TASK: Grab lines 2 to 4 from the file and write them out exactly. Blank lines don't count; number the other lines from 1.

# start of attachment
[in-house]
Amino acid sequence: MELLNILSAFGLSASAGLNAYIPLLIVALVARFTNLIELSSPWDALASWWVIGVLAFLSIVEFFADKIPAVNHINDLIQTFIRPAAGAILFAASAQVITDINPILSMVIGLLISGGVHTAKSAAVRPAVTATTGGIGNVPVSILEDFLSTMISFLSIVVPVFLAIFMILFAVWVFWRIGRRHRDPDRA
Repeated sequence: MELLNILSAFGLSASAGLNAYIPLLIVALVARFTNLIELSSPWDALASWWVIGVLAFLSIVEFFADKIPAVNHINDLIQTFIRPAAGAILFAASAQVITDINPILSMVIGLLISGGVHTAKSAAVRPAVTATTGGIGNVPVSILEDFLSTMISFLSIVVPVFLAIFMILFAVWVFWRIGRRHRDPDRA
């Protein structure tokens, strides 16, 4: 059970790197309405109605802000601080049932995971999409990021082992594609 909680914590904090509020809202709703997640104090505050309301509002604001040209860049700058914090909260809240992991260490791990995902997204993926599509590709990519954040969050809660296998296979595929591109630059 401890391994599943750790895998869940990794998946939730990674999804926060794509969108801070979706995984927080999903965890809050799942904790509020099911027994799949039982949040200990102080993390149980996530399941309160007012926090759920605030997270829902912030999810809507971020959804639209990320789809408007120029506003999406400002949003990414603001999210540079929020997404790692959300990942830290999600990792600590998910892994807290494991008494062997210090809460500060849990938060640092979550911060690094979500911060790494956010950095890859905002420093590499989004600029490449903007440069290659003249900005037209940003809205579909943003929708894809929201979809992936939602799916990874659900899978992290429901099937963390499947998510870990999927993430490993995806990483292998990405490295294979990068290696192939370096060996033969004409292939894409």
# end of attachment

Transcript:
Amino acid sequence: MELLNILSAFGLSASAGLNAYIPLLIVALVARFTNLIELSSPWDALASWWVIGVLAFLSIVEFFADKIPAVNHINDLIQTFIRPAAGAILFAASAQVITDINPILSMVIGLLISGGVHTAKSAAVRPAVTATTGGIGNVPVSILEDFLSTMISFLSIVVPVFLAIFMILFAVWVFWRIGRRHRDPDRA
Repeated sequence: MELLNILSAFGLSASAGLNAYIPLLIVALVARFTNLIELSSPWDALASWWVIGVLAFLSIVEFFADKIPAVNHINDLIQTFIRPAAGAILFAASAQVITDINPILSMVIGLLISGGVHTAKSAAVRPAVTATTGGIGNVPVSILEDFLSTMISFLSIVVPVFLAIFMILFAVWVFWRIGRRHRDPDRA
């Protein structure tokens, strides 16, 4: 059970790197309405109605802000601080049932995971999409990021082992594609 909680914590904090509020809202709703997640104090505050309301509002604001040209860049700058914090909260809240992991260490791990995902997204993926599509590709990519954040969050809660296998296979595929591109630059 401890391994599943750790895998869940990794998946939730990674999804926060794509969108801070979706995984927080999903965890809050799942904790509020099911027994799949039982949040200990102080993390149980996530399941309160007012926090759920605030997270829902912030999810809507971020959804639209990320789809408007120029506003999406400002949003990414603001999210540079929020997404790692959300990942830290999600990792600590998910892994807290494991008494062997210090809460500060849990938060640092979550911060690094979500911060790494956010950095890859905002420093590499989004600029490449903007440069290659003249900005037209940003809205579909943003929708894809929201979809992936939602799916990874659900899978992290429901099937963390499947998510870990999927993430490993995806990483292998990405490295294979990068290696192939370096060996033969004409292939894409």